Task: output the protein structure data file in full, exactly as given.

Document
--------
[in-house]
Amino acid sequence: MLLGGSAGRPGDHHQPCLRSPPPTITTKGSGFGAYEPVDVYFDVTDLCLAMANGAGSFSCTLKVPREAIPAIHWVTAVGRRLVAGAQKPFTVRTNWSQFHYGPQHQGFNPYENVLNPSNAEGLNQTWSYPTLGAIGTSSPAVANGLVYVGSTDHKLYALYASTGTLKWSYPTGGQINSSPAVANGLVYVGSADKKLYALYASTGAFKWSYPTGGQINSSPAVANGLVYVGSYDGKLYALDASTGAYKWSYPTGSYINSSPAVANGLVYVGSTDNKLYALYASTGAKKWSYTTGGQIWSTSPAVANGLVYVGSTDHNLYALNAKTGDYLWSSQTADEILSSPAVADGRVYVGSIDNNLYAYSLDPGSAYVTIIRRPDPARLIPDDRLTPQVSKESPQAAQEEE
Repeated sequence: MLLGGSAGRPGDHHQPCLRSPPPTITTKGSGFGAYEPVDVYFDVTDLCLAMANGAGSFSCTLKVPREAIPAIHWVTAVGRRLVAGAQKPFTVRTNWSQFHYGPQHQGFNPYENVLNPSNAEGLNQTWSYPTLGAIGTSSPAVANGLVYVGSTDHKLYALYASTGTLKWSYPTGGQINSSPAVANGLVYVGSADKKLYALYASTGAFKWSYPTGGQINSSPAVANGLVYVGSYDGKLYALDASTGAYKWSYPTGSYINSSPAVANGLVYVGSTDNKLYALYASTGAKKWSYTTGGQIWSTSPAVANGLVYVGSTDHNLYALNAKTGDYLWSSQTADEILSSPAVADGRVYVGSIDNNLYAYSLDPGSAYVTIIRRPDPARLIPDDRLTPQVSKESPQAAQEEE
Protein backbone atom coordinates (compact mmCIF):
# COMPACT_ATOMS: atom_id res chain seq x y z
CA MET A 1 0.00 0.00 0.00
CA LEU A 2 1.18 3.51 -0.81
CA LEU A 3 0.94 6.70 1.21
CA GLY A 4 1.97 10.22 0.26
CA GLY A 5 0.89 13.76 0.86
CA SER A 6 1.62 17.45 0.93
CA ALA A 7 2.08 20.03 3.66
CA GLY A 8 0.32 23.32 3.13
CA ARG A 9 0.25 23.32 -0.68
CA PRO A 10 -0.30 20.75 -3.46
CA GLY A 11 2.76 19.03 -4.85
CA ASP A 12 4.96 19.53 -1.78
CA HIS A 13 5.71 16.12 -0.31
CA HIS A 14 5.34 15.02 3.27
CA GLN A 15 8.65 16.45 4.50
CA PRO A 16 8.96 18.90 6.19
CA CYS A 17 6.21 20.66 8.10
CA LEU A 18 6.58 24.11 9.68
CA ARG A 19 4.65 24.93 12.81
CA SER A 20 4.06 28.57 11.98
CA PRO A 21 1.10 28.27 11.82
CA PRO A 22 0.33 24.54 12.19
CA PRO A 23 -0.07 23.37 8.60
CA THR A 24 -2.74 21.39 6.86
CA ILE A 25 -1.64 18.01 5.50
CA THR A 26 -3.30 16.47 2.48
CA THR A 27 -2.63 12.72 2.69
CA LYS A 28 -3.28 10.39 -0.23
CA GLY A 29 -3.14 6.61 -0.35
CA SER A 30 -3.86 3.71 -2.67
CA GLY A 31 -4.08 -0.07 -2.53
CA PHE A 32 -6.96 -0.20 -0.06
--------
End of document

[in-house]
Amino acid sequence: MLLGGSAGRPGDHHQPCLRSPPPTITTKGSGFGAYEPVDVYFDVTDLCLAMANGAGSFSCTLKVPREAIPAIHWVTAVGRRLVAGAQKPFTVRTNWSQFHYGPQHQGFNPYENVLNPSNAEGLNQTWSYPTLGAIGTSSPAVANGLVYVGSTDHKLYALYASTGTLKWSYPTGGQINSSPAVANGLVYVGSADKKLYALYASTGAFKWSYPTGGQINSSPAVANGLVYVGSYDGKLYALDASTGAYKWSYPTGSYINSSPAVANGLVYVGSTDNKLYALYASTGAKKWSYTTGGQIWSTSPAVANGLVYVGSTDHNLYALNAKTGDYLWSSQTADEILSSPAVADGRVYVGSIDNNLYAYSLDPGSAYVTIIRRPDPARLIPDDRLTPQVSKESPQAAQEEE
Repeated sequence: MLLGGSAGRPGDHHQPCLRSPPPTITTKGSGFGAYEPVDVYFDVTDLCLAMANGAGSFSCTLKVPREAIPAIHWVTAVGRRLVAGAQKPFTVRTNWSQFHYGPQHQGFNPYENVLNPSNAEGLNQTWSYPTLGAIGTSSPAVANGLVYVGSTDHKLYALYASTGTLKWSYPTGGQINSSPAVANGLVYVGSADKKLYALYASTGAFKWSYPTGGQINSSPAVANGLVYVGSYDGKLYALDASTGAYKWSYPTGSYINSSPAVANGLVYVGSTDNKLYALYASTGAKKWSYTTGGQIWSTSPAVANGLVYVGSTDHNLYALNAKTGDYLWSSQTADEILSSPAVADGRVYVGSIDNNLYAYSLDPGSAYVTIIRRPDPARLIPDDRLTPQVSKESPQAAQEEE
Protein backbone atom coordinates (compact mmCIF):
# COMPACT_ATOMS: atom_id res chain seq x y z
CA MET A 1 0.00 0.00 0.00
CA LEU A 2 1.18 3.51 -0.81
CA LEU A 3 0.94 6.70 1.21
CA GLY A 4 1.97 10.22 0.26
CA GLY A 5 0.89 13.76 0.86
CA SER A 6 1.62 17.45 0.93
CA ALA A 7 2.08 20.03 3.66
CA GLY A 8 0.32 23.32 3.13
CA ARG A 9 0.25 23.32 -0.68
CA PRO A 10 -0.30 20.75 -3.46
CA GLY A 11 2.76 19.03 -4.85
CA ASP A 12 4.96 19.53 -1.78
CA HIS A 13 5.71 16.12 -0.31
CA HIS A 14 5.34 15.02 3.27
CA GLN A 15 8.65 16.45 4.50
CA PRO A 16 8.96 18.90 6.19
CA CYS A 17 6.21 20.66 8.10
CA LEU A 18 6.58 24.11 9.68
CA ARG A 19 4.65 24.93 12.81
CA SER A 20 4.06 28.57 11.98
CA PRO A 21 1.10 28.27 11.82
CA PRO A 22 0.33 24.54 12.19
CA PRO A 23 -0.07 23.37 8.60
CA THR A 24 -2.74 21.39 6.86
CA ILE A 25 -1.64 18.01 5.50
CA THR A 26 -3.30 16.47 2.48
CA THR A 27 -2.63 12.72 2.69
CA LYS A 28 -3.28 10.39 -0.23
CA GLY A 29 -3.14 6.61 -0.35
CA SER A 30 -3.86 3.71 -2.67
CA GLY A 31 -4.08 -0.07 -2.53
CA PHE A 32 -6.96 -0.20 -0.06